Paul Hodgkins of Florida stormed the US Capitol during the pro-Trump insurrection and was one of the few dozen rioters who breached the Senate floor shortly after it was evacuated. He pleaded guilty to obstructing the congressional certification of Joe Biden’s victory and was sentenced to eight months in prison.
But as his surrender date drew closer, Hodgkins fired his veteran attorney, hired a new one who only passed the bar last year and launched an effort to unwind his guilty plea and reduce his prison term — even though the judge’s eight-month sentence was far less than the Justice Department’s 1.5-year recommendation.
The about-face from Hodgkins comes as other rioters grapple with accepting responsibility and amid increasing efforts by Republicans to rewrite the history of January 6. Protesters returned to Capitol grounds on Saturday in support of the few dozen rioters who are in jail before trial. And prominent right-wing figures are still flooding the zone with disinformation about the insurrection.
Hodgkins, 38, turned himself in on Monday and is now in prison, his attorney said. The lawyer refused to say where Hodgkins is serving his sentence, citing fears for his safety. The Bureau of Prisons website that lists all federal inmates hasn’t been updated yet with Hodgkins’ information.
“The circling blood-thirsty sharks can feast,” Hodgkins’ defense attorney Carolyn Stewart told CNN in an email Monday. “The haters can rejoice, while the prayers of all others are welcome.”
Hodgkins’ then-attorney Col. Patrick Leduc delivered a rambling but passionate 30-minute speech at the July 19 sentencing, touching on everything from Abraham Lincoln to “cancel culture.”
The unconventional approach may have paid off. Even though the federal guidelines called for roughly one to two years behind bars, District Judge Randolph Moss settled at eight months, in part because Hodgkins “accepted responsibility and pled guilty exceptionally early,” he said.
One day later, Leduc shipped off to the Middle East as part of his service in the Army Reserves. He is currently in Qatar, helping resettle refugees from Afghanistan. The case seemed to be over. As part of the plea deal with the Justice Department, Hodgkins gave up most of his appeal rights. But behind the scenes, a bitter dispute was brewing.
Last month, with Hodgkins’ surrender date quickly approaching, he switched up his lawyers. He abruptly fired Leduc — who has nearly 30 years of experience in federal litigation and as a JAG officer — and retained Stewart, a novice who only passed the Florida bar exam last November.
Stewart soon told the judge that she would challenge Hodgkins’ sentence by claiming Leduc was an ineffective lawyer. This was one of the few appeal rights that Hodgkins retained under his pela deal. Over the objections of the Justice Department, the judge gave Stewart more time to file an appeal, but he rejected her last-minute attempt to delay Hodgkins’ surrender date until January
At a hastily arranged court hearing on last Wednesday, Stewart claimed that Leduc perpetuated a “forgery upon the court” by faking Hodgkins’ signature on some of the plea documents. Calling the situation “mind-boggling,” Stewart claimed that Hodgkins told her “that’s not my signature.”
In previous court filings, Stewart claimed that Leduc bullied and manipulated Hodgkins to agree to the plea, saying, “one might wonder whose team Mr. Hodgkins’ former attorney was on.” Stewart’s claims are unproven.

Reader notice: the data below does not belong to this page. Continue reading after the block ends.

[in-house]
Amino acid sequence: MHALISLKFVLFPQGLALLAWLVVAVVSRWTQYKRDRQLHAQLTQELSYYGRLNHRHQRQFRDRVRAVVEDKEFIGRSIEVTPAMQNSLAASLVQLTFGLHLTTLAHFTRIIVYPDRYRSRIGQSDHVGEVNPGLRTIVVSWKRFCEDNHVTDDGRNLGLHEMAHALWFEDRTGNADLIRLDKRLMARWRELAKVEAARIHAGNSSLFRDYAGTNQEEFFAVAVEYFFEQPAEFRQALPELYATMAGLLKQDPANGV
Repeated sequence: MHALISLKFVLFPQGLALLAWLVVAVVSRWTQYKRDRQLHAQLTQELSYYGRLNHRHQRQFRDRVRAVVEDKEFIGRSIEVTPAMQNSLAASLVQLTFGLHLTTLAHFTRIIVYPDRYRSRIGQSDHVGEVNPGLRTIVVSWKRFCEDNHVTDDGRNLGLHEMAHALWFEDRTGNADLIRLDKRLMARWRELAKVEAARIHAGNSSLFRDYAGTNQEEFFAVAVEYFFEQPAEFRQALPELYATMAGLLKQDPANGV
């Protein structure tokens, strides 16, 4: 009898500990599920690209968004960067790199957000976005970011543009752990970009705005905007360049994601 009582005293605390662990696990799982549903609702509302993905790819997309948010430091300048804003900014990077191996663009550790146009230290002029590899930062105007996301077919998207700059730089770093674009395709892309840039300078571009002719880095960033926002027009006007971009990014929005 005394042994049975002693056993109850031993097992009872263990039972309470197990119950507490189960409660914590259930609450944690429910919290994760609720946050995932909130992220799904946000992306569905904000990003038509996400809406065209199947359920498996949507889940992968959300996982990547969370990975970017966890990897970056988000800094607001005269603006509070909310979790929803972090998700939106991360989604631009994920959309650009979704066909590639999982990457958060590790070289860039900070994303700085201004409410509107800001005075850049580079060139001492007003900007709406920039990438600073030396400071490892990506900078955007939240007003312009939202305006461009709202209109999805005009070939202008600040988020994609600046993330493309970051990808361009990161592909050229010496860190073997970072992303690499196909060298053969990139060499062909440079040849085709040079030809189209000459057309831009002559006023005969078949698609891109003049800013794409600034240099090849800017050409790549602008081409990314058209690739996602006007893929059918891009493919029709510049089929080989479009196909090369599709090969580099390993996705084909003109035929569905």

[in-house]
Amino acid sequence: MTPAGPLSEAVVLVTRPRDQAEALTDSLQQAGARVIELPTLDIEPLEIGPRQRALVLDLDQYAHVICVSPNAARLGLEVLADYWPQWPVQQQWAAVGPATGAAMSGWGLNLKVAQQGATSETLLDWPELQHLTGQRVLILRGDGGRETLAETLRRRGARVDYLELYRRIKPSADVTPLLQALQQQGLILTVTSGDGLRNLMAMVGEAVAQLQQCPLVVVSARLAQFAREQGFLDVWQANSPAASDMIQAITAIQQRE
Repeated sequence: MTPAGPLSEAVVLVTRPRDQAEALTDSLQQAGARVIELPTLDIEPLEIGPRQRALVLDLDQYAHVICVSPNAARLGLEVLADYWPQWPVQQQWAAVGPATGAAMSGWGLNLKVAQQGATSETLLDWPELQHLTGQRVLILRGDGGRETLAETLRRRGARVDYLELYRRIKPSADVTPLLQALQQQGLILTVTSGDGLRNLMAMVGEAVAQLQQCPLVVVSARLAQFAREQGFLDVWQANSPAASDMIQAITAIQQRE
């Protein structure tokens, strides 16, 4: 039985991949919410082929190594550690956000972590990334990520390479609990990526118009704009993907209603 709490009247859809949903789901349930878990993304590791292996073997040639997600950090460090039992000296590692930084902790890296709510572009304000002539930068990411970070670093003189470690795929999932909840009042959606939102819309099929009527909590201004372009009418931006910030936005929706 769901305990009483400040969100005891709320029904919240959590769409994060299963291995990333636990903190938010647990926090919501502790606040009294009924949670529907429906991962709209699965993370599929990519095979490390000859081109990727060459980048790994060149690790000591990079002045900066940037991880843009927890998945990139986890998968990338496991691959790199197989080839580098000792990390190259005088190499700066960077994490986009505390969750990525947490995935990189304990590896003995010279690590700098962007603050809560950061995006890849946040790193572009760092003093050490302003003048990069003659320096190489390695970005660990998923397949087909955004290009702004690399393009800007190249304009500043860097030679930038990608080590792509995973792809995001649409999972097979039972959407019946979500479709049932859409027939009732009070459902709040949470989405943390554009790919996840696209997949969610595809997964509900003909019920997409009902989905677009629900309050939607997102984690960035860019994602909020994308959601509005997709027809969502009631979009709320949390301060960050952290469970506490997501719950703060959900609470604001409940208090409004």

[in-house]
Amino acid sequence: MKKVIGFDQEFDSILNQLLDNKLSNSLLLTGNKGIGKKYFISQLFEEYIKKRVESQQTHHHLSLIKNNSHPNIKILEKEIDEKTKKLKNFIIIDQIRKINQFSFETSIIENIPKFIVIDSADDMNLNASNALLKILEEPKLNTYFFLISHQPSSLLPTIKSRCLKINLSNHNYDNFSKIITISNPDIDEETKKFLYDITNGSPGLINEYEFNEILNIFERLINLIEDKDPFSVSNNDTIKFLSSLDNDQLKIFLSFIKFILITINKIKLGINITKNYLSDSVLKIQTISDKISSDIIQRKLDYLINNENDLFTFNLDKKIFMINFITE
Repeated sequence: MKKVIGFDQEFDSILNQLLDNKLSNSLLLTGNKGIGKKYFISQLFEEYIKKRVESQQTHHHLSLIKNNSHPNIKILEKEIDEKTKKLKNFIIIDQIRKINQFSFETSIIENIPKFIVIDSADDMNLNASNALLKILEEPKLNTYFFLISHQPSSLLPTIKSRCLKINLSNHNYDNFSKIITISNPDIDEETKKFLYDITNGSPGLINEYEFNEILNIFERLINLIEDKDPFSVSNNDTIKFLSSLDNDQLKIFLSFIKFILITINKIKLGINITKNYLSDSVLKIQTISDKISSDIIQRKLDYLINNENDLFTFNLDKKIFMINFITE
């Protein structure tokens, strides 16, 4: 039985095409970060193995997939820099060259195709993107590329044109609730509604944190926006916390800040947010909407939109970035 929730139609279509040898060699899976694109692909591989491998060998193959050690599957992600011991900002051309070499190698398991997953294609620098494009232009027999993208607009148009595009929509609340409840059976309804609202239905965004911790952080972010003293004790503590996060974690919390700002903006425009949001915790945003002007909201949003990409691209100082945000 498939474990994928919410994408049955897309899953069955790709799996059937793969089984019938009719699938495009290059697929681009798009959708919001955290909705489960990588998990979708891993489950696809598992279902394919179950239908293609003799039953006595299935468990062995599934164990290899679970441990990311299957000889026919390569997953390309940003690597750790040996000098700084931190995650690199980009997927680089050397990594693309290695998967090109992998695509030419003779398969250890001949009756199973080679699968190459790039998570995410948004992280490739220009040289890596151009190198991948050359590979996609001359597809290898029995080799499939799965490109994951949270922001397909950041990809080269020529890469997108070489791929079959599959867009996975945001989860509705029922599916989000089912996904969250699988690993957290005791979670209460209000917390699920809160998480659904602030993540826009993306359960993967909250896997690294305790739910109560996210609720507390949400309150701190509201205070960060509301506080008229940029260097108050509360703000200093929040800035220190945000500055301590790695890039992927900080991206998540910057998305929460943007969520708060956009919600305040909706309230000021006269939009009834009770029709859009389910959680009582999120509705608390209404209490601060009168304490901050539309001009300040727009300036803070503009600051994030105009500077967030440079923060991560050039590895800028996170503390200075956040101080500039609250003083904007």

Leduc vehemently denied any wrongdoing in an interview with CNN from Qatar, where he is currently deployed, and said Hodgkins personally signed the plea documents in his presence, at his law office in Tampa.
“Paul signed the plea, period,” Leduc said. “I wouldn’t have done anything unethical. No one has ever accused me of doing anything unethical. I’ve represented thousands of defendants. I’ve never done anything without their consent, without their knowledge, or without their permission.”
Federal prosecutors have pointed out that Hodgkins attested under oath during his June plea hearing that he was “satisfied” with Leduc’s services, that he fully discussed the plea agreement beforehand, that he read and understood the deal, and that he was in fact guilty of the offense.
“You may be putting him in some jeopardy with this allegation,” Moss told Stewart at last week’s court hearing. “I don’t know if there’s any merit to (the forgery allegation) or not. but I do know that Mr. Hodgkins was under oath, and I asked him if this was his signature, and he said it was.”
Inner workings of the probe
In court filings claiming that Hodgkins received ineffective counsel, Stewart publicly disclosed several emails between Leduc and the prosecutors handling the case. She also revealed emails between Leduc and Hodgkins, which might have been protected by attorney-client privilege.
The emails shed new light on the Justice Department’s philosophy toward the various Capitol riot cases. Not all are created equal — some rioters wandered around the building, while others ransacked senators’ offices and attacked police officers. Some rioters exited within minutes, while others like Hodgkins penetrated deep into the complex, making it onto the Senate floor.
“I feel bad for you because you have no idea how lucky you have been,” Leduc told Hodgkins in an August 21 email, per court filings. “Every other person on the floor of the Senate with you is looking at 46 months on the low end. You got 8 months when the US wanted you to get 18.”
Hodgkins was the first felony rioter to learn his punishment — a pivotal moment that many legal experts believed could set a benchmark for hundreds of other rioters. Because of this sensitivity, Attorney General Merrick Garland personally approved Hodgkins’ plea deal and the sentencing guidelines range, Leduc told Stewart in an August 25 email, according to public court filings.